French President Francois Hollande said on Thursday the next few hours would be critical for a new Ukraine peace deal, adding that it was essential to keep up pressure to ensure the accord's success.
"The next few hours will be decisive as it could go either way," Hollande said as he arrived at an EU summit in Brussels fresh from the peace talks in Minsk, adding: "We will have to remain vigilant, to maintain the pressure and to press ahead."
Speaking at a press conference earlier on Thursday Vladimir Putin announced that the ceasefire would come into force at midnight on Sunday.
"We have succeeded in finding an agreement on the essential," said Putin.
Terms of the ceasefire would include the withdrawal of heavy weapons from the battle zone by both sides and humanitarian assistance being allowed in.
But he claimed there had been sticking points when the Kiev government refused to speak directly with the separatist rebels in Donetsk and Lugansk in eastern Ukraine.
Putin said that part of the ceasefire would be the creation of a safe-passage corridor to allow those troops to leave.
“The next thing that I believe is very important is the withdrawal of heavy weapons … and the withdrawal of Donbass militias,” he said.
"There is also the political settlement. The first thing is constitutional reform that should take into consideration the legitimate rights of people who live in Donbass.
"There are also border issues. Finally there are a whole range of economic and humanitarian issues.”
Speaking at the same press conference Hollande spoke of "a comprehensive political settlement" being on the cards.
There is "serious hope even if everything is not done yet," said the president.
The deal was reached after 15 hours of tense negotiations between Putin and his Ukrainian counterpart along with Hollande and German Chancellor Angela Merkel.
The pair had flown to Minsk on Wednesday for last-ditch talks aimed at ending the 10-month conflict in the east of Ukraine which has left over 5,300 dead.
They were met there by Putin and his Ukrainian counterpart Petro Poroshenko. The four way summit began at around 6.20pm and continued through the night amid a tense atmosphere.
Before the ceasefire announcement Ukraine's leader Petro Poroshenko then told AFP that Russian conditions were still "unacceptable".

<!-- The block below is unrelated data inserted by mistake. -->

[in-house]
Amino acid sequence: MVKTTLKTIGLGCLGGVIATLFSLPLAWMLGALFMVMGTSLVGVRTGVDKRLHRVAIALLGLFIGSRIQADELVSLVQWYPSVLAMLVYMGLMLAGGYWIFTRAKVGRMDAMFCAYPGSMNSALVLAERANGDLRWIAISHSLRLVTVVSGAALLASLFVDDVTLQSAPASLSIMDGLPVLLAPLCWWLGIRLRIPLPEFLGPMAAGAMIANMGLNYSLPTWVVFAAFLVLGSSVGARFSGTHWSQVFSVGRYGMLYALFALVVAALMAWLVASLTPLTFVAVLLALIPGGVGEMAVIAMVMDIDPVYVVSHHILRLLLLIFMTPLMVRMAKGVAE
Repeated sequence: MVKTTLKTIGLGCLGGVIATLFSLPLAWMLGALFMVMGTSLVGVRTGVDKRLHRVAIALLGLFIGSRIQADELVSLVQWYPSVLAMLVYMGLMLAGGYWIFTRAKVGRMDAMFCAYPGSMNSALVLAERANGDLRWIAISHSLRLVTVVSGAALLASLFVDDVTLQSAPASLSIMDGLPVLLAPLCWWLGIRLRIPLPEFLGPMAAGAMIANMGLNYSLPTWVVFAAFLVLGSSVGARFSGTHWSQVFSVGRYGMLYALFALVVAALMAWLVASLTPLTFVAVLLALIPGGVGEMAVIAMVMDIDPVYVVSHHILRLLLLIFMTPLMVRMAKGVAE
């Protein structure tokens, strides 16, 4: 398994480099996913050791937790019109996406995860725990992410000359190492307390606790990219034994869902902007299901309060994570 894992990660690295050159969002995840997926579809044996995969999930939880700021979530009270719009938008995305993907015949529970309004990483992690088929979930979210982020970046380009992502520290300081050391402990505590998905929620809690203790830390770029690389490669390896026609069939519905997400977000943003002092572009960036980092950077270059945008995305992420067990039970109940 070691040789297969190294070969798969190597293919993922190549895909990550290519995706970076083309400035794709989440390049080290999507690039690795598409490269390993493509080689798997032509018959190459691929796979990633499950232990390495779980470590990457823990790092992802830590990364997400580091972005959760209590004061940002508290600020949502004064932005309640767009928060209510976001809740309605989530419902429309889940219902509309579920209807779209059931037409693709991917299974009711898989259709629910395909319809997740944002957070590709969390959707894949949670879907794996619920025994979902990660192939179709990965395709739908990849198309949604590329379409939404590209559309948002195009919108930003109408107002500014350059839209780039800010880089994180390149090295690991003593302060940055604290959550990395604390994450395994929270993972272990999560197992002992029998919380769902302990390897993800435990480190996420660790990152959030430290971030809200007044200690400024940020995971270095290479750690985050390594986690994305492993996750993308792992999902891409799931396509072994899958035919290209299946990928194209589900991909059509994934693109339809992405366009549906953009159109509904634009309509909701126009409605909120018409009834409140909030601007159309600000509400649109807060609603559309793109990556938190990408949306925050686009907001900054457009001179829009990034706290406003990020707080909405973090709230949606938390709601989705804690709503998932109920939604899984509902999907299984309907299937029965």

We’re in non-stop talks, as you can see, the situation is very difficult, Angela Merkel and President Francois Hollande are helping us a lot, but for now the situation is difficult.”
"Unfortunately, there is no good news. For now, there is no news. Hope still exists," he told AFP, before adding that the conditions imposed by the Russians were "unacceptable".
The talks in the Belarusian capital Minsk on Wednesday represented what Hollande described as “the last chance” to end the conflict in the east of Ukraine and impending "war".
It’s only six months since the last deal was struck in the same city but those accords failed miserably to bring an end to fighting between pro-Russian rebels and Ukrainian forces.
The chances of forcing a deal were made worse by the fact that as Germany's Merkel said, things have got dramatically worse since that day in September, with the death toll continuing to rise and talk of a new push by the separatists, whom Europe and the US insist are being backed by Putin.
Nevertheless Hollande said this week that he was going to Minsk with the “strong will” to achieve a peace deal at a summit that marks the climax of a recent Francà-German diplomatic push.
The French president said he and Merkel would be “active until the last moment of this meeting so that there can be a deal, a global settlement.”